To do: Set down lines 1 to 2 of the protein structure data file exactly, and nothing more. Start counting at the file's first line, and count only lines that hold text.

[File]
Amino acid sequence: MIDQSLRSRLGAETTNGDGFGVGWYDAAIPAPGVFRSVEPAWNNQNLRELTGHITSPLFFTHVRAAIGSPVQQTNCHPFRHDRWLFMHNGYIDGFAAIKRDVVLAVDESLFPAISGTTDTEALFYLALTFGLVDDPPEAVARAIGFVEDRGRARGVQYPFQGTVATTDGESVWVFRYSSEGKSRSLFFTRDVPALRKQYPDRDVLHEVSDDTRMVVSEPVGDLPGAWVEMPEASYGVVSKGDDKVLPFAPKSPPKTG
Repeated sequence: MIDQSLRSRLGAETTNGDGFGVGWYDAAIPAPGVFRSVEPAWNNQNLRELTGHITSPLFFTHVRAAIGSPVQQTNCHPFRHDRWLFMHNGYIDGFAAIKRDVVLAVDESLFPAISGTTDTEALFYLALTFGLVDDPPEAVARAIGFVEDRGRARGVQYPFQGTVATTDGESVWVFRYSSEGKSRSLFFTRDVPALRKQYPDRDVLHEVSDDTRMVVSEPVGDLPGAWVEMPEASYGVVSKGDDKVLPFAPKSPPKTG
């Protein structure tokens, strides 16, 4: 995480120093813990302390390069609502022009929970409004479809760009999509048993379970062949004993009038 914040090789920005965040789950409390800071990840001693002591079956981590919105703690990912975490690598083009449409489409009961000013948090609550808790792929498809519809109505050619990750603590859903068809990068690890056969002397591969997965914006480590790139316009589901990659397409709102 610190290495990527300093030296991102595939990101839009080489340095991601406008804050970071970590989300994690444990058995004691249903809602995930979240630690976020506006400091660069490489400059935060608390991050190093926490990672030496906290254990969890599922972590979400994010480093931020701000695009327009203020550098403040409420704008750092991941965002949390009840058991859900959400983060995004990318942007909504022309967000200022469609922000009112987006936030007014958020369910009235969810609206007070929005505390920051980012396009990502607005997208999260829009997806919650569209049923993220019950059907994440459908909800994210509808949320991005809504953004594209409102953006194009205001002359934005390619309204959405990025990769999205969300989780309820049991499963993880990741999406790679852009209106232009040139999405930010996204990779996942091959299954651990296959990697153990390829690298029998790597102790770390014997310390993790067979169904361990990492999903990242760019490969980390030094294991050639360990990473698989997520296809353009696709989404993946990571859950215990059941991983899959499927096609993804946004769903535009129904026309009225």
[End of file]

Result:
Amino acid sequence: MIDQSLRSRLGAETTNGDGFGVGWYDAAIPAPGVFRSVEPAWNNQNLRELTGHITSPLFFTHVRAAIGSPVQQTNCHPFRHDRWLFMHNGYIDGFAAIKRDVVLAVDESLFPAISGTTDTEALFYLALTFGLVDDPPEAVARAIGFVEDRGRARGVQYPFQGTVATTDGESVWVFRYSSEGKSRSLFFTRDVPALRKQYPDRDVLHEVSDDTRMVVSEPVGDLPGAWVEMPEASYGVVSKGDDKVLPFAPKSPPKTG
Repeated sequence: MIDQSLRSRLGAETTNGDGFGVGWYDAAIPAPGVFRSVEPAWNNQNLRELTGHITSPLFFTHVRAAIGSPVQQTNCHPFRHDRWLFMHNGYIDGFAAIKRDVVLAVDESLFPAISGTTDTEALFYLALTFGLVDDPPEAVARAIGFVEDRGRARGVQYPFQGTVATTDGESVWVFRYSSEGKSRSLFFTRDVPALRKQYPDRDVLHEVSDDTRMVVSEPVGDLPGAWVEMPEASYGVVSKGDDKVLPFAPKSPPKTG